In the first of a series of articles that appeared in the October 1 issue of Rostrum, NAMI President Jim McNulty described his struggles with bipolar disorder, problems with the current mental health system, and the importance of providing mental health parity to all American employees. He also illustrated the need for better mental health care with some compelling statistics—for example, 200,000 people with mental illness live on the streets, and 250,000 are behind bars in the nation’s prisons.

Birkel called NAMI’s liaison with the NFL "an excellent opportunity for us to tell young people the truth about mental illness."

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In addition to high school students, NAMI worked on getting political candidates up to speed on a number of issues pertaining to mental health and mental illness with its "I Vote, I Count" program.

The program seeks to educate candidates and voters alike on pressing mental health issues across the U.S. while clarifying candidates’ positions on the issues.

"In this year’s elections, there was a great deal of turnover in the state legislatures due to term limits and redistricting," program director Mike Fitzpatrick explained. "We saw this as a tremendous [opportunity] to educate candidates about mental health issues."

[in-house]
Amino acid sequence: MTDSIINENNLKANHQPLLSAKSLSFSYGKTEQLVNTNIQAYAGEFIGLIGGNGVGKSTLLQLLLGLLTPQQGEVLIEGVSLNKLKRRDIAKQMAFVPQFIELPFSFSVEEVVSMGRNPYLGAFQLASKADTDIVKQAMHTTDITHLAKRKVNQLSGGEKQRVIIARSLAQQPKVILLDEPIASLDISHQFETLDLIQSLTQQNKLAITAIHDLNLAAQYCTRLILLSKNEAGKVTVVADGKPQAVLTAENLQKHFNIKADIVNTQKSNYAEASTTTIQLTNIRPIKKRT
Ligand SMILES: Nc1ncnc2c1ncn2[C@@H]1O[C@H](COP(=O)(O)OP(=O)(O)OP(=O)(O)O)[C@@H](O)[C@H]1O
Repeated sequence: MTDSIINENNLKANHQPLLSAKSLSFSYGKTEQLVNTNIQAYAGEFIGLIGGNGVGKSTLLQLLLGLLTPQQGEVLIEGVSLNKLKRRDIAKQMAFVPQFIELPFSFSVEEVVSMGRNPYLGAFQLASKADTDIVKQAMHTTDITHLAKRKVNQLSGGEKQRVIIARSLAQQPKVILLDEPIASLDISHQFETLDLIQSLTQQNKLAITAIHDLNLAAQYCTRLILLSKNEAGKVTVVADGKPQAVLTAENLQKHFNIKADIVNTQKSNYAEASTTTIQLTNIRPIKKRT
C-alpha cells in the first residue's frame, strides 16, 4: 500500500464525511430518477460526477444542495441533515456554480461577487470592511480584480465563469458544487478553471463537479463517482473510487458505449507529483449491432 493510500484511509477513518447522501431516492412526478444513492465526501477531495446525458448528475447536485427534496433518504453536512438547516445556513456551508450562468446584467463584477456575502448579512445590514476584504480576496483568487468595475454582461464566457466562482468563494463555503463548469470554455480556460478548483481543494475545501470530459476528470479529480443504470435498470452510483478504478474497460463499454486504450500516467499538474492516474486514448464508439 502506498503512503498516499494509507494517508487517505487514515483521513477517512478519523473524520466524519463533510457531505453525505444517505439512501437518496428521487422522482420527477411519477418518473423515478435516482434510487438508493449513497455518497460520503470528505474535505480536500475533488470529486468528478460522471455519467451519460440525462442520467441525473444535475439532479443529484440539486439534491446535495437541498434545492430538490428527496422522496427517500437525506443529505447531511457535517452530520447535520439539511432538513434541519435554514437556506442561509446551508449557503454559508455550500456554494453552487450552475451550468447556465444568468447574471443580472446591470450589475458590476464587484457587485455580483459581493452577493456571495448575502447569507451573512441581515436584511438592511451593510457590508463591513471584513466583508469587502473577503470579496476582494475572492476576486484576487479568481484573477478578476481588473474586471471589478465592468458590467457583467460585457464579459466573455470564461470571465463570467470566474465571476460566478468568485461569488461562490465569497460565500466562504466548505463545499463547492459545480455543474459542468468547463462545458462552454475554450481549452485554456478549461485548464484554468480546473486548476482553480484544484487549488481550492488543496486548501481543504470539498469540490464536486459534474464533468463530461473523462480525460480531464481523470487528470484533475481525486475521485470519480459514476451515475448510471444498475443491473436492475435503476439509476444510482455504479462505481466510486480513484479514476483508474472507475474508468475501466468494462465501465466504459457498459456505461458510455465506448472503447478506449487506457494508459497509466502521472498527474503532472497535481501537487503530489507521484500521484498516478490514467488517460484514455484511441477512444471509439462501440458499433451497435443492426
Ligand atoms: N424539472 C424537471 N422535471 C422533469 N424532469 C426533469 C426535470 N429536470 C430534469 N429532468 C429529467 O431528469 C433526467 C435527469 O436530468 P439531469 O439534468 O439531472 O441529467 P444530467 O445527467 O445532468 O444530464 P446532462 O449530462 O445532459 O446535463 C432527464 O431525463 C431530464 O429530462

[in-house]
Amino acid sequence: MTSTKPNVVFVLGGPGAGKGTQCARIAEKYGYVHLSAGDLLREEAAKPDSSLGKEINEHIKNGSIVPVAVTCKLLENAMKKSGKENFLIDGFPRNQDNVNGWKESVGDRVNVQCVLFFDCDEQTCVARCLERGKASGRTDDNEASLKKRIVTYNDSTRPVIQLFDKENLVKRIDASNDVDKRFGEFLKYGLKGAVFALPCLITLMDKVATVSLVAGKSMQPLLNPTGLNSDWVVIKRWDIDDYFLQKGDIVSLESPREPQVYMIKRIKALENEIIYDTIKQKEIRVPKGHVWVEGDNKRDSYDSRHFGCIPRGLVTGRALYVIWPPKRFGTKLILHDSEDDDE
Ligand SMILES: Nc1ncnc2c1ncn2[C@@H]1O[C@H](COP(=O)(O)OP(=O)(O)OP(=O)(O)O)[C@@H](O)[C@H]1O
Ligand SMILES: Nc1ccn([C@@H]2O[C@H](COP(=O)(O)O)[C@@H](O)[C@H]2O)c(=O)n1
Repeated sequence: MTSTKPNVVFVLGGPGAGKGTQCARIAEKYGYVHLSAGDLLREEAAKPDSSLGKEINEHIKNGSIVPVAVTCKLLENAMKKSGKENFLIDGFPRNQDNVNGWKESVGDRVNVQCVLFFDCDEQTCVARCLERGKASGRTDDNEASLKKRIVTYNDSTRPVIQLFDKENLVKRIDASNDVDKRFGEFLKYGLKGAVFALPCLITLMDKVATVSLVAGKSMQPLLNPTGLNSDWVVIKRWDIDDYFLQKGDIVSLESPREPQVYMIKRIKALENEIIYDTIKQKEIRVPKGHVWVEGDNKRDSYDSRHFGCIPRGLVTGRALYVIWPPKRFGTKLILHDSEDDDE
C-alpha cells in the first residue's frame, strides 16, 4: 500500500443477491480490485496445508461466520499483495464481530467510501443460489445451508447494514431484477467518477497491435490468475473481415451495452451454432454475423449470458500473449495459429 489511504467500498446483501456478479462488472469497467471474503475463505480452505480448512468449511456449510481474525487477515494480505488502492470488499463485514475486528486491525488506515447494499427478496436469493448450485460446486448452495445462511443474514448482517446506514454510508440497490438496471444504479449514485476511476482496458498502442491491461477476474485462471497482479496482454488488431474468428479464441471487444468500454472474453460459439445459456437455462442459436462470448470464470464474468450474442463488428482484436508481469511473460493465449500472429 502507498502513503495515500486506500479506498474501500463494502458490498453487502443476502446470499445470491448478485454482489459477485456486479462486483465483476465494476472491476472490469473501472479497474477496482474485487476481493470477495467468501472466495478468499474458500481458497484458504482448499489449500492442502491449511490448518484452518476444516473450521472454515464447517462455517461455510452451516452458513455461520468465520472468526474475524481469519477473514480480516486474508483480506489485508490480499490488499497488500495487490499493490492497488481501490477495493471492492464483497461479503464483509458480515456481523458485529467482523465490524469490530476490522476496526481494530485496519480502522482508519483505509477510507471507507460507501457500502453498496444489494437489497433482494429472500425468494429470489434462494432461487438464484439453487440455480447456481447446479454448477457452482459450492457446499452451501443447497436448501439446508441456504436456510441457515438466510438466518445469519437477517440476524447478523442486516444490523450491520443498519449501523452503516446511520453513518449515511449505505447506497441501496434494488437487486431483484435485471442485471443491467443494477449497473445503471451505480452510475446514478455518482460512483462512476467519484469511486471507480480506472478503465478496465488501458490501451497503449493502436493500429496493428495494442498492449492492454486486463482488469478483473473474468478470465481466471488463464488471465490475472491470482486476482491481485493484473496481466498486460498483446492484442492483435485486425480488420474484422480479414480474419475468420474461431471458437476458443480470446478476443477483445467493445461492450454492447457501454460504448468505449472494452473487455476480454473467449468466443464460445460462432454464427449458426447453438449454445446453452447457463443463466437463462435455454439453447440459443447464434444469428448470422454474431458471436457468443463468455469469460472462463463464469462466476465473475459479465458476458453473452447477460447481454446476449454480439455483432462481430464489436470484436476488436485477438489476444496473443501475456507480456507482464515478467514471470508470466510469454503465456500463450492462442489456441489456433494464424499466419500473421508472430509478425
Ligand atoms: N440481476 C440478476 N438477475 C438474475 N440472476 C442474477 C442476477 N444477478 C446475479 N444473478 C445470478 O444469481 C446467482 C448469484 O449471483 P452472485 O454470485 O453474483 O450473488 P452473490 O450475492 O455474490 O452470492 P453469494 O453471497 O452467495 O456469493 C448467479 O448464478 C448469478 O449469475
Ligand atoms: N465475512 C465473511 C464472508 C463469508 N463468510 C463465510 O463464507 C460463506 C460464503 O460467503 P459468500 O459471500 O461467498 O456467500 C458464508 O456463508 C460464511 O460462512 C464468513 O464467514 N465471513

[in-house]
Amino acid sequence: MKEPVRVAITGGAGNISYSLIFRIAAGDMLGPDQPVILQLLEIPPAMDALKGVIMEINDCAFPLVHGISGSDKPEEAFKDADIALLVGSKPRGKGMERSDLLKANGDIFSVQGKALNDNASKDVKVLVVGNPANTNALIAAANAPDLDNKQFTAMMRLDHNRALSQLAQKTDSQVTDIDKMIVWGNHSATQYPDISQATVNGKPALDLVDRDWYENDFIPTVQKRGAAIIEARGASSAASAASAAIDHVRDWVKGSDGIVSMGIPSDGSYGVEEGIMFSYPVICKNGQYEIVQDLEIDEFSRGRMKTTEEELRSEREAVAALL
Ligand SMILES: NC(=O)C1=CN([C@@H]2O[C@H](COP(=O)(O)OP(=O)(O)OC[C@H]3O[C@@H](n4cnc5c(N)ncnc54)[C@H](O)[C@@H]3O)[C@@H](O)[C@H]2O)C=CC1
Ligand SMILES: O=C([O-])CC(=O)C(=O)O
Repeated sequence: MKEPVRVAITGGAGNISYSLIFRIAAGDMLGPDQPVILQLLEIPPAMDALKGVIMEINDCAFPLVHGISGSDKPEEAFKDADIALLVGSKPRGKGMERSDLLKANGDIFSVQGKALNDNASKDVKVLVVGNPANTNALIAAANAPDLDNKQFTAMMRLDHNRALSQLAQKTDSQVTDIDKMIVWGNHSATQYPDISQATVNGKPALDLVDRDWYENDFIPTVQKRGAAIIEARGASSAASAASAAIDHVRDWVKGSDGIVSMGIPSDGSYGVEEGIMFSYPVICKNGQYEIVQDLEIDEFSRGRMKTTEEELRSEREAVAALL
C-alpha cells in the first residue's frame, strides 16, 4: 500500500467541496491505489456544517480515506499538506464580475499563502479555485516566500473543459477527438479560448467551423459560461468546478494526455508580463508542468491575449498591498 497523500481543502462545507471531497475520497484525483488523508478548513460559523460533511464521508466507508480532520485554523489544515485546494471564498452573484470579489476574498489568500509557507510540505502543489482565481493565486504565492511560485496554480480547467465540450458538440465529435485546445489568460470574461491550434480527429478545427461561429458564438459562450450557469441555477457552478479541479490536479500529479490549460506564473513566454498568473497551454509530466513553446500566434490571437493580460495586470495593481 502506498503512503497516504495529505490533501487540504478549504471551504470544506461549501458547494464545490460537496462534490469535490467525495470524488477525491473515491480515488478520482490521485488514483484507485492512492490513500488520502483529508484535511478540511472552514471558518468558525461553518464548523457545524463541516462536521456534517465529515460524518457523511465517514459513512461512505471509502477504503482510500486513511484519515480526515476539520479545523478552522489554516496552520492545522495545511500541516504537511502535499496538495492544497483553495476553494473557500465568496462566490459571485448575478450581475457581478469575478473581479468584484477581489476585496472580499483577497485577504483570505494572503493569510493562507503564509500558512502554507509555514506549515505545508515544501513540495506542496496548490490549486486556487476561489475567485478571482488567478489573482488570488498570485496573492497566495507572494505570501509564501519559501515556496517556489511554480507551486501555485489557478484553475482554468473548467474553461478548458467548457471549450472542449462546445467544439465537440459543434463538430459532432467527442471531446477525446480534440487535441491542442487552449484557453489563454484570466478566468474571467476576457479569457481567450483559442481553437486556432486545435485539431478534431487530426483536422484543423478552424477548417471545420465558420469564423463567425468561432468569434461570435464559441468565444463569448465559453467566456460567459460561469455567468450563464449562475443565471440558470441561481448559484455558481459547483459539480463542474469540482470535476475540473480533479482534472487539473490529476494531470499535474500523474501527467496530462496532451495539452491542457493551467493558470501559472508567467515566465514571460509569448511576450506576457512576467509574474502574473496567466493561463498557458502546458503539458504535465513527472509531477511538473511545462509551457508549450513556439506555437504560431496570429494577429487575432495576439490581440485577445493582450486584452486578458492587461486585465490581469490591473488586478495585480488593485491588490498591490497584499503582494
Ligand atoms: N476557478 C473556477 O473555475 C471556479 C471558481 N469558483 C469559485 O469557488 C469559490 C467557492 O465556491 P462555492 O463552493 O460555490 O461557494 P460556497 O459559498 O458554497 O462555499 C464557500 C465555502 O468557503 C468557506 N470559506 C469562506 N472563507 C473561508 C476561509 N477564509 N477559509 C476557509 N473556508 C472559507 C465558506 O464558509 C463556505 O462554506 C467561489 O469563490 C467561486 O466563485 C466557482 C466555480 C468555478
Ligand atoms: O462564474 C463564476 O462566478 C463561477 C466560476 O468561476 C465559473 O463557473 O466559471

Fitzpatrick called declining state budgets and skyrocketing health care costs "a perfect storm of budget crises" that have forced candidates to confront mental health topics head on.

"Rapidly declining revenues haven’t flattened out yet, and health care costs are rising at 13 percent," Fitzpatrick said. The time leading up to the November elections was opportune "for candidates to talk about how they plan to deal with the Medicaid program, medications, and funding community services."

To start a dialogue between candidates and voters, NAMI held candidate forums at 49 sites across the country on its own or with other groups, such as the League of Women Voters. At the forums, NAMI members asked prearranged questions on mental health topics.

Fitzpatrick said that there were usually about five questions about mental health issues pertaining to children and adolescents, adults, and elderly people at each forum.